Second, a major endeavor of many wome n scholars (especially the ones belonging to the strand of feminist international relations) has been to move beyond the conventional wisdom in international relations, which seeks to privilege the male experience as the central reference point. Hence, re-conceptualization of certain major concepts and challenging the foundational claims of international relations (or ontological revisionism) has been the most natural and important response to widen the scope of the discipline. A re-examination of concepts such as sovereignty, power, security, violence, anarchy, economic development, and violence constitutes the core challenge, as well as the primary contribution, of women scholars within the discipline. In this regard, Helen Milner work on anarchy, Hannah Arendt re-conceptualisation of power, Anuradha Chenoy’s take on the issue of Militarism, and Jean Elshtain’s perspectives on war, state and citizenship are few of the various contributions which have left a huge impression on the field.
Finally, all women scholars cannot be identified within the contours of feminist scholarship. In fact, as the TRIP survey of 2006 indicates, at least in the U.S., a vast majority of women scholars work across theoretical schools in IR such as Liberalism, Constructivism, Diplomatic History, and also to some extent Realism and have extensively contributed to these fields. Martha Finnemore and Katherine Sikkink are notable scholarly figures in this regard. Their work on norms in international relations has been paradigmatic of the Constructivist turn in international relations. Similarly Susan Strange's take on market, capitalism, and the state figures prominently on the academic literature concerning international political economy.
Through this is just a snapshot of the contributions made by women scholars in the field, it is quite evident that their scholarship has highly enriched the discipline. However, as one of commentators noted recently in the Journal of Politics and Gender, “women are still second-class citizens within the IR profession”. At least in the case of U.S., the 2006 TRIP survey clearly indicated a huge gap in terms of both quantity and quality of work coming from women scholars when compared to the male scholars. To give just one indicator, only 2 female scholars–Martha Fennimore and J. Ann Tickner–appeared in the list of 25 scholars who have made the maximum impact in the field. The gap becomes even more apparent in other countries, especially in the developing world.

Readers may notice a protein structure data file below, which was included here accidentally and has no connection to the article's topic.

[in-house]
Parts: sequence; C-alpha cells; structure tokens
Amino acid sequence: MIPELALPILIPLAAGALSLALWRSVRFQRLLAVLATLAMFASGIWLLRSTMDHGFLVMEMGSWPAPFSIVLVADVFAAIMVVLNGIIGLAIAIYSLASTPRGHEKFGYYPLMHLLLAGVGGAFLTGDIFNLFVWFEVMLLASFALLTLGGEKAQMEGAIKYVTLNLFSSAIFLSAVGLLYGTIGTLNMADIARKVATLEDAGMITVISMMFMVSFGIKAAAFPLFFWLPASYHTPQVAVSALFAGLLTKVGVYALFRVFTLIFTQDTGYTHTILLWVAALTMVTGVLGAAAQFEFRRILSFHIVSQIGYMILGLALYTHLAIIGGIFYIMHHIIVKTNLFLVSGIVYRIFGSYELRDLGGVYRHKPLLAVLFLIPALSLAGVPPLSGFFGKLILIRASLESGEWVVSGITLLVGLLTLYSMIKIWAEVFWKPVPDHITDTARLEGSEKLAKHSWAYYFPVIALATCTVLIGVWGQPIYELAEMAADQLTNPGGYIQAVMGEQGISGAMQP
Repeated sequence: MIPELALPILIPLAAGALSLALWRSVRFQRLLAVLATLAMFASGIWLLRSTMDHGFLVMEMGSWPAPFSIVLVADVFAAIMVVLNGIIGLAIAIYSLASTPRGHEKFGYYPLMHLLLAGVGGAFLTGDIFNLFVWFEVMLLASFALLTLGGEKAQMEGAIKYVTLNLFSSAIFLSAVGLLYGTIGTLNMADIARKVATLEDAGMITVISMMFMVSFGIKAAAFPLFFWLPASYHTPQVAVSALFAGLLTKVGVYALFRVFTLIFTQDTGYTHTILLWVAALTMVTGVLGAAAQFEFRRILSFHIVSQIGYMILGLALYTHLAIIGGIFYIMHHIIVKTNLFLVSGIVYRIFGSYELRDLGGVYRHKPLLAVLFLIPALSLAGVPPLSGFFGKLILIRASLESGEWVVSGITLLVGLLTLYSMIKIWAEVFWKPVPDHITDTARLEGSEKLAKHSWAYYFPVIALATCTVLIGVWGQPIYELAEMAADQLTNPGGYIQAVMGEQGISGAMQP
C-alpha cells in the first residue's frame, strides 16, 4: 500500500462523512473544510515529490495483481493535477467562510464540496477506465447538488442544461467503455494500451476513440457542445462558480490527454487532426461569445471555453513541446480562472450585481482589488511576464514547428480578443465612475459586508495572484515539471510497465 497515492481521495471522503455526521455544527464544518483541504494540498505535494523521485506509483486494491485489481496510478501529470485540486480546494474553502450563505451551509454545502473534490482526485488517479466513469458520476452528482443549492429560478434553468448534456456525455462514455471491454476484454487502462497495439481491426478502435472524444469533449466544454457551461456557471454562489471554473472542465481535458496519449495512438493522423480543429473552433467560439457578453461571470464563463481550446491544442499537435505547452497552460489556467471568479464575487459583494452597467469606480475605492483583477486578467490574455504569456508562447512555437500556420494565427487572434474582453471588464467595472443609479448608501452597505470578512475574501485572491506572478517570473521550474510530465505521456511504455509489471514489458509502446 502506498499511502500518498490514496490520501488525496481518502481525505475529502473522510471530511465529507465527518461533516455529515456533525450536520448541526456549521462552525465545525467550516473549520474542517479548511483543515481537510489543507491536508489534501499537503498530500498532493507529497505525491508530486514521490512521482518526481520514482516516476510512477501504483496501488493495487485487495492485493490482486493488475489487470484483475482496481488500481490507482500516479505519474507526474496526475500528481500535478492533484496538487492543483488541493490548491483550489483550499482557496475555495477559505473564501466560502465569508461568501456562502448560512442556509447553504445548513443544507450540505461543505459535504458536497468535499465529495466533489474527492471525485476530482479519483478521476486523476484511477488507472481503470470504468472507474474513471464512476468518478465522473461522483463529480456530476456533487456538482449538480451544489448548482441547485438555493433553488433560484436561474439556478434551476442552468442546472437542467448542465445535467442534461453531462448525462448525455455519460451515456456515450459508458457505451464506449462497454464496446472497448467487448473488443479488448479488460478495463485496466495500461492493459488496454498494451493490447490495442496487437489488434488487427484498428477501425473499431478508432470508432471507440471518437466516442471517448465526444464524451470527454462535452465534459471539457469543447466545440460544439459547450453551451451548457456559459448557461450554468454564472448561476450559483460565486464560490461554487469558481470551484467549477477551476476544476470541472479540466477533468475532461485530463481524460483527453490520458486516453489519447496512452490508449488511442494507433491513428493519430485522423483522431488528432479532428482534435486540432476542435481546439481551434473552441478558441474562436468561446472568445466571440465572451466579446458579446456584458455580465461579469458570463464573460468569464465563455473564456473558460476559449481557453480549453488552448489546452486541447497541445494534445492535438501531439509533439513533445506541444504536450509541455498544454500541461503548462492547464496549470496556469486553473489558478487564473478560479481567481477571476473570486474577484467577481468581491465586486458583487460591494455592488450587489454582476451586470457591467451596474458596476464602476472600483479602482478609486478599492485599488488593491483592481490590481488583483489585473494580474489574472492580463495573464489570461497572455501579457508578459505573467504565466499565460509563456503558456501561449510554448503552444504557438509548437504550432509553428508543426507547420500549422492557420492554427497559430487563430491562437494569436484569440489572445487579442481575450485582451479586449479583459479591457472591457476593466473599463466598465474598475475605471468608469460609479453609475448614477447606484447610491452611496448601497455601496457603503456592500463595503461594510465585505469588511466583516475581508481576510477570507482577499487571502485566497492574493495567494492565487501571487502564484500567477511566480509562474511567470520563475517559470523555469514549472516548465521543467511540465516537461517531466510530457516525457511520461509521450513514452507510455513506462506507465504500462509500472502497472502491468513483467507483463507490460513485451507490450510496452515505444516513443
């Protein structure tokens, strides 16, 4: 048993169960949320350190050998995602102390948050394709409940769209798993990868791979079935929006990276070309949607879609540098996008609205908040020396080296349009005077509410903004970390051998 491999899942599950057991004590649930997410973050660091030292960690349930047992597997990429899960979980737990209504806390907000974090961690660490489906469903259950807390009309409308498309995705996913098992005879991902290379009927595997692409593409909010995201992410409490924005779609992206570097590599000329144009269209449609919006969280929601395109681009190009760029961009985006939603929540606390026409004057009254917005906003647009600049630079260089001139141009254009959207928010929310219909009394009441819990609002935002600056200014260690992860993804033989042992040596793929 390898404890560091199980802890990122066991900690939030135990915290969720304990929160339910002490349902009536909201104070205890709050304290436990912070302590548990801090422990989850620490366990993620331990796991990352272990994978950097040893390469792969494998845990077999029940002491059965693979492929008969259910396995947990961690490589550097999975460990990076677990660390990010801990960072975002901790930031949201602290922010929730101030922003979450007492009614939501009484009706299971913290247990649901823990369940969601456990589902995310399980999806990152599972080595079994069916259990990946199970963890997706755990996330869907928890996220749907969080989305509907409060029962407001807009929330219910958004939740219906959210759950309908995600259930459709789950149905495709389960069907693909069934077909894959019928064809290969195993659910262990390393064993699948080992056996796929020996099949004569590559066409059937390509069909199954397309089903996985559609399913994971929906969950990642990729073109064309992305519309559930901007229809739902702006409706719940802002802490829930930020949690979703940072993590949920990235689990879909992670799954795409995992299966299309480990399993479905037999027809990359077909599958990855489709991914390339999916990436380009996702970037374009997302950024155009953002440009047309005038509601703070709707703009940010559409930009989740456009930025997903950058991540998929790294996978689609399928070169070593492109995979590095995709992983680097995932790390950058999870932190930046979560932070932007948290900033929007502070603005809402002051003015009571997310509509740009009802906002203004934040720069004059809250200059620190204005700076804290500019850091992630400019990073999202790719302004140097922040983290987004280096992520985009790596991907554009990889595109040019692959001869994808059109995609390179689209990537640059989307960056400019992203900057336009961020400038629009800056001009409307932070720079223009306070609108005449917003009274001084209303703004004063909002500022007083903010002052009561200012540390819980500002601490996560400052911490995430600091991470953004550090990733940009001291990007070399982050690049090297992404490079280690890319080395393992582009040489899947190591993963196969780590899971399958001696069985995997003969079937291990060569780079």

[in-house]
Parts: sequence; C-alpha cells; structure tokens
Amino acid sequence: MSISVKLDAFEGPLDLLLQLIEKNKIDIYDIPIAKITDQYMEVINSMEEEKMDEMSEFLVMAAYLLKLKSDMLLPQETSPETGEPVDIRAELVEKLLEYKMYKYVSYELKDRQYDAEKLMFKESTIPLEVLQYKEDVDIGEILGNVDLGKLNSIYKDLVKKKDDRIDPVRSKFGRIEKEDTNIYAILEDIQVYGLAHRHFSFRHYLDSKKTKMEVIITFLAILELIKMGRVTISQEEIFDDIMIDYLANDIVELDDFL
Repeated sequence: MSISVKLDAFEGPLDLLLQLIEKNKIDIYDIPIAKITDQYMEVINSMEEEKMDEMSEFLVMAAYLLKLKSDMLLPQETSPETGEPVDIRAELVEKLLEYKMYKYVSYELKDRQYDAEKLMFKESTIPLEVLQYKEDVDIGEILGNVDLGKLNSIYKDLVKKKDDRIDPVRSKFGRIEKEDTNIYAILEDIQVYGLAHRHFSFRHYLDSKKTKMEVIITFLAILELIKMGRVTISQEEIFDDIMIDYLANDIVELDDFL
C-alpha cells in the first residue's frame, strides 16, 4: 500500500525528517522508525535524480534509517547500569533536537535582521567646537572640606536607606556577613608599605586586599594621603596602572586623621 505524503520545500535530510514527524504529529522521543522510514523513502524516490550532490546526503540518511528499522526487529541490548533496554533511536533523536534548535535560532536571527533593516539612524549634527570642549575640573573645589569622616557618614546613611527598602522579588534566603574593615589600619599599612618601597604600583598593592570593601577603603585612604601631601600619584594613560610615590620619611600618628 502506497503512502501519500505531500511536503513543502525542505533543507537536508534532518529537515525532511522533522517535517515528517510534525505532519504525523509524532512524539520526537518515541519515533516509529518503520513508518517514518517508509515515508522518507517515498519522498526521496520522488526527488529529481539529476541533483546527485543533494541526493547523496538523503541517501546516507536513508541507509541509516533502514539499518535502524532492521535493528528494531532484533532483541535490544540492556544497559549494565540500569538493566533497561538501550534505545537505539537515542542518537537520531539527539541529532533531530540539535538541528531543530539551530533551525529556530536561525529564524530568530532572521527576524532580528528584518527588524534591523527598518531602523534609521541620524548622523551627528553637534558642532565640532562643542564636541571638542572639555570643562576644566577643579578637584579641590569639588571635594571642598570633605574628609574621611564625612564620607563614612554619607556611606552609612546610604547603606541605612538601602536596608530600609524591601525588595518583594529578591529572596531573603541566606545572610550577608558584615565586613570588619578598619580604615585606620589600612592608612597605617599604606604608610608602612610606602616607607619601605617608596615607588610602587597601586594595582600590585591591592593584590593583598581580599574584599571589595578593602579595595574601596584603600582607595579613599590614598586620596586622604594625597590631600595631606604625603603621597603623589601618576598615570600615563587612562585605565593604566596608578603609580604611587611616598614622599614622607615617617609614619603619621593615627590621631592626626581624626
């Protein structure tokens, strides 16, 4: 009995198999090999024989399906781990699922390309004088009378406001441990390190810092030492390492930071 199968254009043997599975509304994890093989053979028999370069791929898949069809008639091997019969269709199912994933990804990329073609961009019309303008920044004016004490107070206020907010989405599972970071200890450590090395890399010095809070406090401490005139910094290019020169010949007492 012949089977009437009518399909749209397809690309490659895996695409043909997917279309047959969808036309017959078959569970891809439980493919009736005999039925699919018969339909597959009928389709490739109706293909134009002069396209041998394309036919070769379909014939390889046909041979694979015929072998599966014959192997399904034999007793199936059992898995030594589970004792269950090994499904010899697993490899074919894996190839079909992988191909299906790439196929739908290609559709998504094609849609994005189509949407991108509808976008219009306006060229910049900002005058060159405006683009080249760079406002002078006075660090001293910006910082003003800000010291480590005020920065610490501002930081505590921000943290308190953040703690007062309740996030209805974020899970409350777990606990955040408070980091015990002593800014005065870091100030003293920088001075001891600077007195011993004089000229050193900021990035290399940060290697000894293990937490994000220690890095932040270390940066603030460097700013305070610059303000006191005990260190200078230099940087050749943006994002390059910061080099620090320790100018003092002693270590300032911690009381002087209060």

However, three factors might ameliorate the current situation. First, gender inequality is decreasing across societies and issue areas. More and more women are joining academics and producing competent scholarly work, including in the field of international relations. Second—and more relevant to the discipline of international relations—is the gradual expansion of the theoretical and methodological boundaries of the discipline, which had otherwise restricted women from full participation. The traditional gate-keeping practices of IR, to use the words of Gayatri Spivak, lie shattered under the collective impact of the post-positivist era in social sciences. Lastly, the changing character of international politics and global problems where the focus is gradually shifting from hardcore issues such as inter-state wars and balances of power to more shuttle issues such as ethnic conflicts, problems of identity and culture and the emergence of non-traditional security as major areas of research, there is a balance being formed in which women scholars can contribute substantively.
Junjun Sharma Pathak is an MPhil student at the Center for International Politics, Organisation, and Disarmament, School of International Studies, Jawaharlal Nehru University, New Delhi. Yogesh Joshi is a PhD candidate in the same department.
This article was originally published in the Diplomatic Courier's March/April 2013 print edition.